Come Josephine in My Flying Machine

Come Josephine in My Flying Machine,
Going up she goes! Up she goes!
Balance yourself like a bird on a beam,
In the air she goes! There she goes!
Up, up, a little bit higher,
Oh! My! The moon is on fire
Come Josephine in my flying machine,
Going up, all on, “goodbye!”

Come Josephine In My Flying Machine
Music: Fred Fischer
Lyrics: Alfred Bryan
Publisher: Shapiro Music Publisher
Copyright: 1910

The above chorus of a popular ragtime song was more than just a pleasant little ditty. The idea of flying took the United States by storm from the 1910s into the 1930s. Local newspapers followed the daring, and often dangerous, adventures of the men and women who took to the sky.

Two Davenport women, Ila Fox and Helen Huntley, added their own individual marks to early aviation history during this time period. In fact, these two women both hold the distinction of becoming the first female pilots to receive licenses associated with the state of Iowa.

How can that be?

Ila Fox was the 25-year-old recreational supervisor for the Lend-A-hand Club when she became the first female in the Quad-City area to fly solo on May 31, 1929. Her much admired performance took place from a local airport in Moline, Illinois. An article on Ila Fox that appeared in the Davenport Democrat and Leader on that day stated that while most students at that time required 20 hours of flying time with an instructor before soloing, Miss Fox was so proficient she flew solo after only 15 hours.

On September 1, 1929, Ila became the first native Iowa woman to receive her pilot’s license after testing at the Moline airport. That same year, she was invited by Amelia Earhart to join an organization founded to promote fellowship and support among female pilots. This group was later named the Ninety-Nines, that being the number of women who accepted the initial invitation in 1929 to join the group. This organization still exists today to promote women in aviation.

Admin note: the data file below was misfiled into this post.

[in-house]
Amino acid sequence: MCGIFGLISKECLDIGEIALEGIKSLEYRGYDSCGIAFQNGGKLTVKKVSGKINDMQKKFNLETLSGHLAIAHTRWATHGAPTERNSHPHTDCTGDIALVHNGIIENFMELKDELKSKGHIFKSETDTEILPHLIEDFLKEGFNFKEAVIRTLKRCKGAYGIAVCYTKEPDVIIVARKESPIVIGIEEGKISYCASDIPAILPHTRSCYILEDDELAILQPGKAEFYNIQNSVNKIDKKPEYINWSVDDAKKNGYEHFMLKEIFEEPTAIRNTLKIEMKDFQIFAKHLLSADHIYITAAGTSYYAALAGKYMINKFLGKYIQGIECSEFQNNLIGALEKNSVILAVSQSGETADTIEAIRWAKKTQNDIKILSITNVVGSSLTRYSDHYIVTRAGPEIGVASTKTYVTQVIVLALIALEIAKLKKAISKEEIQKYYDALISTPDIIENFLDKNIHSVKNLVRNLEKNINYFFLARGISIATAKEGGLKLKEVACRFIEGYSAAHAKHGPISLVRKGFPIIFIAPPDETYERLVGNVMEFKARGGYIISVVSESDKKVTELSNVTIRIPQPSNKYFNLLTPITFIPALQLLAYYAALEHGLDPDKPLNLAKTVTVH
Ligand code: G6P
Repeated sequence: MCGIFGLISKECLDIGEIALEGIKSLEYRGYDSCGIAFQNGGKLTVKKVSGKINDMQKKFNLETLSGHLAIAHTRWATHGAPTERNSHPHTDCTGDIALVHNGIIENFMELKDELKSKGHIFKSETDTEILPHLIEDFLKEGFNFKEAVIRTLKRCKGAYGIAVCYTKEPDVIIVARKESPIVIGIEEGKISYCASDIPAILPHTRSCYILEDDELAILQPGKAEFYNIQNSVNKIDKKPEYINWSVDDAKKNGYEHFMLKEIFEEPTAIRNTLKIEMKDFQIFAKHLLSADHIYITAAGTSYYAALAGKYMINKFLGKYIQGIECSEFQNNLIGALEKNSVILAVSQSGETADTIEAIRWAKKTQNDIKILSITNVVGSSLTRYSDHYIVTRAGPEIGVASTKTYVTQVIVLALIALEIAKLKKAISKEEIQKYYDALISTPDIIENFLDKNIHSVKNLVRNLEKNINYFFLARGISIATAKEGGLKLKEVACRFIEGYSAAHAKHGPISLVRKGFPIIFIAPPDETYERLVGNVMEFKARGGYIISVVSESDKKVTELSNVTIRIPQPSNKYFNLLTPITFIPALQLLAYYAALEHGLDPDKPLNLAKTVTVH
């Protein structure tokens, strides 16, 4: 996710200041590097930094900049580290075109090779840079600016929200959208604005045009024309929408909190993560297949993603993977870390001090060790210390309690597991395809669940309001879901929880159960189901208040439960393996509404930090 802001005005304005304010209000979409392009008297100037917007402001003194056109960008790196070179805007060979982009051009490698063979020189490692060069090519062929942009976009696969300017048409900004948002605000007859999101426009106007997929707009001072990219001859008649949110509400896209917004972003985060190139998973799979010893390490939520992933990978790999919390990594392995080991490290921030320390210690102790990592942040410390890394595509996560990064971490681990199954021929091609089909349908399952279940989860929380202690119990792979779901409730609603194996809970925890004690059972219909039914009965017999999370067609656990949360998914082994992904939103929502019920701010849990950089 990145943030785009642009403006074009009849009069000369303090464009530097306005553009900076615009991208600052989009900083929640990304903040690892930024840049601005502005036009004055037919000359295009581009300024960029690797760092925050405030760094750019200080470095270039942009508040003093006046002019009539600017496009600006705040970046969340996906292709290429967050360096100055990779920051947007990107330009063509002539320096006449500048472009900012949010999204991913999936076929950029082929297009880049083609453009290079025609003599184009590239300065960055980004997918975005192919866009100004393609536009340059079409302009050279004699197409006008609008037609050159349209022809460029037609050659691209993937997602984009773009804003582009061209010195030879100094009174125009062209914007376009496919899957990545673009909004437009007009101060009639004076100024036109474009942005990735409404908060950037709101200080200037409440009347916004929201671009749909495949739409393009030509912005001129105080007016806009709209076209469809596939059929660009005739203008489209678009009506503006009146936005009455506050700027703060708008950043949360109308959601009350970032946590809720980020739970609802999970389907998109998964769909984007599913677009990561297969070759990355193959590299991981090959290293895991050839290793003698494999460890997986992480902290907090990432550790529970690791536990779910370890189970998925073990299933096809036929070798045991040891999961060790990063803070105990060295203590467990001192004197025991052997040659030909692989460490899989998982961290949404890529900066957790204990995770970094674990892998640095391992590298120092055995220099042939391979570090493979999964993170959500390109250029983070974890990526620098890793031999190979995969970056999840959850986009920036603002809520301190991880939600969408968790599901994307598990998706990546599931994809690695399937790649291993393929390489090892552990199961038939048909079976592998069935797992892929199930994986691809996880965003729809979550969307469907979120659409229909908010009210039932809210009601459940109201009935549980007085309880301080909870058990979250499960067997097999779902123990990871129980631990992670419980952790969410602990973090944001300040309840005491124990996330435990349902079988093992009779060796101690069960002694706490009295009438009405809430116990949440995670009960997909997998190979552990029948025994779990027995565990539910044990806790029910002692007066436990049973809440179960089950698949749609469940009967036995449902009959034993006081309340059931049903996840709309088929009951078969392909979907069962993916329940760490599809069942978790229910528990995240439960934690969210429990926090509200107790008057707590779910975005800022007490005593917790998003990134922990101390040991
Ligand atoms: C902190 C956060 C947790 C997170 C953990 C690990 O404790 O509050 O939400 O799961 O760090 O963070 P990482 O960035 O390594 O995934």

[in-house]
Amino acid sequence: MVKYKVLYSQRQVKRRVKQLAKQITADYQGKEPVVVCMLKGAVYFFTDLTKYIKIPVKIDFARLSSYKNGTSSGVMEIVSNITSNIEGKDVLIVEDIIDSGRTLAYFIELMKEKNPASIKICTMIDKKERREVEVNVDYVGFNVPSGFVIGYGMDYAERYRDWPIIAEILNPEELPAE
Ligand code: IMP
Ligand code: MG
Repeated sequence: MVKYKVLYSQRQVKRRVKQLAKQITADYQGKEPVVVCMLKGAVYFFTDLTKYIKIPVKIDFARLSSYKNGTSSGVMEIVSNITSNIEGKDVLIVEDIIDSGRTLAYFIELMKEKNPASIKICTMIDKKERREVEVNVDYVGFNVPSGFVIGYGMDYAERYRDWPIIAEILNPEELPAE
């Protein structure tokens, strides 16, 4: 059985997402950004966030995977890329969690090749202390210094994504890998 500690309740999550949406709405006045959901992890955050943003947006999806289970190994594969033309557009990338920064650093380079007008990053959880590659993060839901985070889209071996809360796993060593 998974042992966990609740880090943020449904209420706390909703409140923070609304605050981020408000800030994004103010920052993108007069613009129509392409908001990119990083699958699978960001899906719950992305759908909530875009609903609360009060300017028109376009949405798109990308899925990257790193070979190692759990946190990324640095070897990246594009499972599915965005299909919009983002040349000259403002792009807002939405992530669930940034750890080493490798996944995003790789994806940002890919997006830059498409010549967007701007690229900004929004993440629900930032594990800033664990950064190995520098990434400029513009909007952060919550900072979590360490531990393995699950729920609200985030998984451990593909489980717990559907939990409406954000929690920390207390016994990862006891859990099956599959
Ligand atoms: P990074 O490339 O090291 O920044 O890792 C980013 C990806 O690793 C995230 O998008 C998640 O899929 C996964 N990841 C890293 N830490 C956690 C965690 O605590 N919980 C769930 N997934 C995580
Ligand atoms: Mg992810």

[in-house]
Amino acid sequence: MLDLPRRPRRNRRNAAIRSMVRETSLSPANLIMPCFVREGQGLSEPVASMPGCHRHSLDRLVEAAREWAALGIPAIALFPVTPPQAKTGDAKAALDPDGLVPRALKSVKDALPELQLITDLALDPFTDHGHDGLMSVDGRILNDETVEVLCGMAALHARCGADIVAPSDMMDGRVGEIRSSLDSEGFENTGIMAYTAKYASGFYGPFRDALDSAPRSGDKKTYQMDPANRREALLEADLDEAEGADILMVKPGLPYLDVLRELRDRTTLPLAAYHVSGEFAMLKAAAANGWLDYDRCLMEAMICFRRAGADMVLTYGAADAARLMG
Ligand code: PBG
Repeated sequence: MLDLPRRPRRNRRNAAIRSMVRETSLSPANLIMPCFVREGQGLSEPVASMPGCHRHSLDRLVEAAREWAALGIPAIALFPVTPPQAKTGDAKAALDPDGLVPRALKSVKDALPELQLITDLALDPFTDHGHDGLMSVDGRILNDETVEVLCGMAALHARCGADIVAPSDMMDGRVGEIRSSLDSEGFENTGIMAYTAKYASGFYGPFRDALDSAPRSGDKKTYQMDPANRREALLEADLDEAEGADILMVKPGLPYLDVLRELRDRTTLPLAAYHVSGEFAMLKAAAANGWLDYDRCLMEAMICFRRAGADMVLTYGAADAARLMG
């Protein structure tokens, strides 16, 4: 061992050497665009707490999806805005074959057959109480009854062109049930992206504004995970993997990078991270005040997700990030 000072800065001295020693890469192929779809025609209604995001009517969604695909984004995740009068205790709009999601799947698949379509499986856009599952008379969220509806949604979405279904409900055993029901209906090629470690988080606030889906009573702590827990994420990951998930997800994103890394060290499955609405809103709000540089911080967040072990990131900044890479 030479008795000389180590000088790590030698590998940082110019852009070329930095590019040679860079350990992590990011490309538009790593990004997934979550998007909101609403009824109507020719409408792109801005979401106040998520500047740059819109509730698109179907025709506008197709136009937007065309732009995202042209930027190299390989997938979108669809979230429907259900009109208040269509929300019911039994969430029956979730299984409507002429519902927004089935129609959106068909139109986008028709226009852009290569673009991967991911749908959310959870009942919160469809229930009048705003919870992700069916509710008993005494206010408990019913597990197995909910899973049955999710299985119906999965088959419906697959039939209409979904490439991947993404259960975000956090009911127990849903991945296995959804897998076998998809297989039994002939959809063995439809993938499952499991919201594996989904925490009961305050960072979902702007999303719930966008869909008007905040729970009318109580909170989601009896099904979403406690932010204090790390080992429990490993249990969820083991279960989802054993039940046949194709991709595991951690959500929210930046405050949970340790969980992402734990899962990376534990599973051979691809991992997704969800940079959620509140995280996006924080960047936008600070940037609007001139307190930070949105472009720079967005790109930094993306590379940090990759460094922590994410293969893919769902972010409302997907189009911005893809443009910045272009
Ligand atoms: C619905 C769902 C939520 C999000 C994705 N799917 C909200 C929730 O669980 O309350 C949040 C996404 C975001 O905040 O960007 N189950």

Ila later married a man named David Loetscher and after his death in 1955 she retired to South Padre Island, Texas, where she became known as the “Turtle Lady” for her work to care for and preserve sea turtles. She received many awards and honors for her dedication to marine life. Ila’s early contribution to aviation history was not overlooked. In 1991, she was inducted into the Iowa Aviation Hall of Fame. Ila Fox Loetscher passed away in 2000.

The Daily Times 43, no. 128 (May 31, 1929): 6

Helen Huntley was 17 years old when she took her first solo flight on June 22, 1929, from Cram Field in Davenport. The Davenport Democrat and Leader of June 23, 1929, reported that Miss Huntley hoped to earn not only her pilot’s license but her commercial license as well. One year later, the same newspaper reported that not only had Helen Huntley received both licenses, but was flying for Rapid Aviation, Inc. in Omaha, Nebraska.   Helen also became popular in the regional “barn storming” air shows. On June 17, 1930, Helen made headlines again when her Aeronca power glider crashed at an air show in Marengo, Iowa. She survived the crash with only a broken arm and a few minor injuries.

Eventually shifting her focus to another developing area in the aviation industry, Helen trained as a nurse, graduating from Evanston Hospital in association with Northwestern University in 1934. Why a nurse? Her goal was to become a stewardess and at that time, flight attendants were required to be trained nurses. Soon after graduation, she went to work for United Airlines. Helen was featured in many of their national advertisements as the only flight attendant in the United States who was also a pilot. This added another local first to Helen’s aviation record: the first Davenport-born woman to become a stewardess.

Helen Huntley married Dr. Donald Brumley in 1939. It should be no surprise that they met when he was a passenger on one of her flights. Helen was so well-known through the United Airlines advertising campaign that her engagement and wedding were mentioned in newspapers throughout the United States. She retired from the airline when she married, but continued to be involved with the nursing profession. Helen Huntley Brumley passed away in 1998.

During the early days of aviation, every step was celebrated. These two women who received their pilot’s licenses only months apart both made history. Ila Fox is recognized today as the first licensed native Iowa female pilot. Her final test was taken at the Moline, Illinois airport. Helen Huntley is recognized as the first female pilot licensed in the state of Iowa, passing her test at Cram Field in Davenport, Iowa.

Both were remarkable women.

The Davenport Democrat and Leader 75, no. 205 (June 8, 1930): 21

(posted by Amy D.)

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